Author: Carol Goodman
Age Group: Teen/Young Adult
Genre: Fantasy/Historical Fiction
Series: Blythewood, book one
Star Rating: 4.5 out of 5 Stars
I borrowed this book from my local library and reviewed it.
What do you guys think of when you think of fairies? Tinker Bell from Peter Pan? Merry, sparkling, tiny sprites with a more than healthy sense of mischief, a la Disney's Fantasia? How about the other kind? You know the ones I mean. The fairies of full size, beautiful, seductive, and more than a little bit scary? I think of all that and more. I love fairy stories, even now, at the ripe old age of 24. They never fail to enchant me, especially when I come across a telling of fairies that is unique.
Now, not since my Harry Potter days have I really read a boarding school book, and in reading Blythewood, I've forgotten how much I truly love them. Blythewood had elements of a lot of different books: Jane Eyre, Harry Potter, even the Diviners. But regardless, I really enjoyed it, because all of these familiar elements combined, made something new. (This book even has amazing feminist themes--yay!)
Ava Hall thinks, privately, that she may be going mad. Bells ring in her head at any sign of danger, and when she begins to see shadows possessing people, as well as handsome, beguiling men who have gigantic wings, she is whisked off to Blythewood, the school that her late mother loved--and ends up in a terrifying battle between good and evil. She must decide to turn her back on everything she has learned, or take her new skills and save her new life.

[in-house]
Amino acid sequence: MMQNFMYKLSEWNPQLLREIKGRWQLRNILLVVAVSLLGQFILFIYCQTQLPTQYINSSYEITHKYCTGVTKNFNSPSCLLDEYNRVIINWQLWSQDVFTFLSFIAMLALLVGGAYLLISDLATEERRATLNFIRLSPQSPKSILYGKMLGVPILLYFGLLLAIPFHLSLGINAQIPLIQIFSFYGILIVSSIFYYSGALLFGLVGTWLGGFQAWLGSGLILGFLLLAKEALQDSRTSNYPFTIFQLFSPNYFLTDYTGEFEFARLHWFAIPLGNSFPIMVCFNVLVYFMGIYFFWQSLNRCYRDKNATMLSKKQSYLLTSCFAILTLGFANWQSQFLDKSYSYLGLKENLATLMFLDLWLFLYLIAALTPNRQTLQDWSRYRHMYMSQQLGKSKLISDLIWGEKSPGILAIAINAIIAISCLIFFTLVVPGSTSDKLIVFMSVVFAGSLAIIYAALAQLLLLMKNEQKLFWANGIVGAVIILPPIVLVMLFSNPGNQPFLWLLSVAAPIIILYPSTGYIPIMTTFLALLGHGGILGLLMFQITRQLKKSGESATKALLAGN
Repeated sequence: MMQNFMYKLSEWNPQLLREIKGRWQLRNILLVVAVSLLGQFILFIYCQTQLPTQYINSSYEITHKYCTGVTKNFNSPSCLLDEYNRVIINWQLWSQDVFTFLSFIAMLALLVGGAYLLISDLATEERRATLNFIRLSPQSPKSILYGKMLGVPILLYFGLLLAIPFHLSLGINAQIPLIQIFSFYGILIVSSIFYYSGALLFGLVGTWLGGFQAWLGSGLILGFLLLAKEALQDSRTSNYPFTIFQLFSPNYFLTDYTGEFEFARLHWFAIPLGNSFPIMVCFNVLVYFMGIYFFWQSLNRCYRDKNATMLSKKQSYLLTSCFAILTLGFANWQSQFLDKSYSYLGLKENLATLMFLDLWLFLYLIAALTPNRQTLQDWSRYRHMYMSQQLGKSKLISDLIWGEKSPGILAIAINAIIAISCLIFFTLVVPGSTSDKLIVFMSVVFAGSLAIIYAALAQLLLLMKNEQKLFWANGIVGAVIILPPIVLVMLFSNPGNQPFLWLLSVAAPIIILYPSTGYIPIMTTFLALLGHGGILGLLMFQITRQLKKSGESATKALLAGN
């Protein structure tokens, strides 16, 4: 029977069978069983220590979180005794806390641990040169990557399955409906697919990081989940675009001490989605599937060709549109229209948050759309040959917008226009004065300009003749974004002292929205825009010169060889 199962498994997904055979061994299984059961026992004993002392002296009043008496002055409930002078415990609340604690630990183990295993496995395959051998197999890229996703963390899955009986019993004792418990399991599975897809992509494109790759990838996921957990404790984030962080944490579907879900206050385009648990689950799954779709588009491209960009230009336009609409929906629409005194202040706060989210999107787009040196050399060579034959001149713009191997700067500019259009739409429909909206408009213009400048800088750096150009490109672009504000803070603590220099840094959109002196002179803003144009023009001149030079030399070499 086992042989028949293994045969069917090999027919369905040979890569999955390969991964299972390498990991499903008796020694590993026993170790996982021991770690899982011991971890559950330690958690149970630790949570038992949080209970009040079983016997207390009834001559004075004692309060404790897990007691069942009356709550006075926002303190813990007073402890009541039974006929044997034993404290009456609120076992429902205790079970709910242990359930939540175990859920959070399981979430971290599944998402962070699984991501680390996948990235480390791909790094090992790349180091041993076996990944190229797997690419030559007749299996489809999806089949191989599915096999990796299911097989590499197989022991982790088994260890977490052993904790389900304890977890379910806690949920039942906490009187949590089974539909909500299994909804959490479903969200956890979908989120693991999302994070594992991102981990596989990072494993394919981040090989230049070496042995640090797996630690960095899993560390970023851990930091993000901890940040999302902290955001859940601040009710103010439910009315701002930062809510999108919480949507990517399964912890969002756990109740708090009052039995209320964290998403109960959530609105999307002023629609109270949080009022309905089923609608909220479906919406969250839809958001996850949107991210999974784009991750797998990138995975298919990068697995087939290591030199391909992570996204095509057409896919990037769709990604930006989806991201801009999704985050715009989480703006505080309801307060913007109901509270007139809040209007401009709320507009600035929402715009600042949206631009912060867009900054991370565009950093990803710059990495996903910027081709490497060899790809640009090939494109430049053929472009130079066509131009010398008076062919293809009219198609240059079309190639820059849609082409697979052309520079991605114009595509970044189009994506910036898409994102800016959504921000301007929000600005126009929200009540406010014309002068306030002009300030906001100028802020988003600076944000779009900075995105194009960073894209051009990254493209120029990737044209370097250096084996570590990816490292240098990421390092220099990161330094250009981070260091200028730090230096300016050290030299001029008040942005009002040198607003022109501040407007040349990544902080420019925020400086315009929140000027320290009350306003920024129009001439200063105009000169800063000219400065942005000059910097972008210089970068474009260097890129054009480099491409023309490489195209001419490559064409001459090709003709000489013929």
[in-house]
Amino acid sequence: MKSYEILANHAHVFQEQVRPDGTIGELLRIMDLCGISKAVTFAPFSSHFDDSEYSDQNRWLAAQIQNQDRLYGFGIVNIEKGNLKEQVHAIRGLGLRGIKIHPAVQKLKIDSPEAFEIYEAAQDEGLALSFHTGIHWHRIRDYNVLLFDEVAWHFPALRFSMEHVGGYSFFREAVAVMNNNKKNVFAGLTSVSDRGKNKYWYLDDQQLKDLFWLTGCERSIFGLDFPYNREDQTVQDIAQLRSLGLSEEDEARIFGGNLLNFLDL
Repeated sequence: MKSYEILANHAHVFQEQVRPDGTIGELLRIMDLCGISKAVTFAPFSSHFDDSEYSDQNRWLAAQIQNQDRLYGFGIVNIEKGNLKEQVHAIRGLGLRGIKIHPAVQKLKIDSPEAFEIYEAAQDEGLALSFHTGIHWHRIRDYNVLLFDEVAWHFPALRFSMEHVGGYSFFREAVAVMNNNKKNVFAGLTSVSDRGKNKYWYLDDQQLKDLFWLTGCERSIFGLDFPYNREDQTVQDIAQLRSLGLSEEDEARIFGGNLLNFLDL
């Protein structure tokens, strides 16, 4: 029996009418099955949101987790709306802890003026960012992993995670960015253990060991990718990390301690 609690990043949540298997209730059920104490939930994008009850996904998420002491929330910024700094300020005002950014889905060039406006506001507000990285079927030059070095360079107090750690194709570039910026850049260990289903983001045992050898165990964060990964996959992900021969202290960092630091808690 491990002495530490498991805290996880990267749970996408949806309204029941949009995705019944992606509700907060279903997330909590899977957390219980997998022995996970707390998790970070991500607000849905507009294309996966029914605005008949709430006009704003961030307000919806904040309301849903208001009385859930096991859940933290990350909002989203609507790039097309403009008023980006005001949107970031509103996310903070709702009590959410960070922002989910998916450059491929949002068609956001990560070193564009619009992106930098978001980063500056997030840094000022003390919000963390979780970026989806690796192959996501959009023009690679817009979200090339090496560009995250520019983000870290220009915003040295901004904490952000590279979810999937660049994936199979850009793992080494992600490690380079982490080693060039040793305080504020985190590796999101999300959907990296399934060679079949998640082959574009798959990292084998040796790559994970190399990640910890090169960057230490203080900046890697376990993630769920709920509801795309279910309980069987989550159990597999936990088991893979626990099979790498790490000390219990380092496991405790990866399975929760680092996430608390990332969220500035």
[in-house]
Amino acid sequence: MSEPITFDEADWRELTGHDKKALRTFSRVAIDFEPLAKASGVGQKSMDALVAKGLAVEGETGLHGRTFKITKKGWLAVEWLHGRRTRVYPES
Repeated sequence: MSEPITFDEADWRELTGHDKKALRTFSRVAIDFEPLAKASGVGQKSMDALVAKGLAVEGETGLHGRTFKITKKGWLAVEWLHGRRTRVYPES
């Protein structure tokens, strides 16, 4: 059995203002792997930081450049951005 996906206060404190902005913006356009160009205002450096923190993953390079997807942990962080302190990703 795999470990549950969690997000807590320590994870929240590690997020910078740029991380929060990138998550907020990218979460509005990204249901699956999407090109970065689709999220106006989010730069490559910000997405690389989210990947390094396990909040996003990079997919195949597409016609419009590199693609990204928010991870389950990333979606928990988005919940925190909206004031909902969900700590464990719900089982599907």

This book was lovely. The prose was beautiful, at times a little bit dense, but I enjoyed it nonetheless. And I really dug the way the author's feminist leanings showed throughout her writing, especially when you consider the time period in which the story is set. The pacing of it was breakneck, and when things really begin to roll, I couldn't put it down! I really enjoyed Ava; a girl who wants to fit in, who has powers far beyond her meager degree of control, but who finds the strength inside her to search for what is real and true.
The characters of this novel, Ava, Nathan, Helen, Daisy, and Sarah, in particular, were what really sold it for me, as well as the intrigue--I for the life of me couldn't figure out where anyone's loyalty lay, except for Ava. All of the characters were nuanced and exciting, almost real, and the fun spin on the angel/demon/fairy thing was really original. A fun, if a little heavy, start of a brand new series, Blythewood was nothing less than magical! The bottom line: Despite seemingly being made of different elements of familiar stories, all of these things come together to make something wholly original and enjoyable--an absolute delight! Next on deck: The O. Henry Prize Stories of 2015!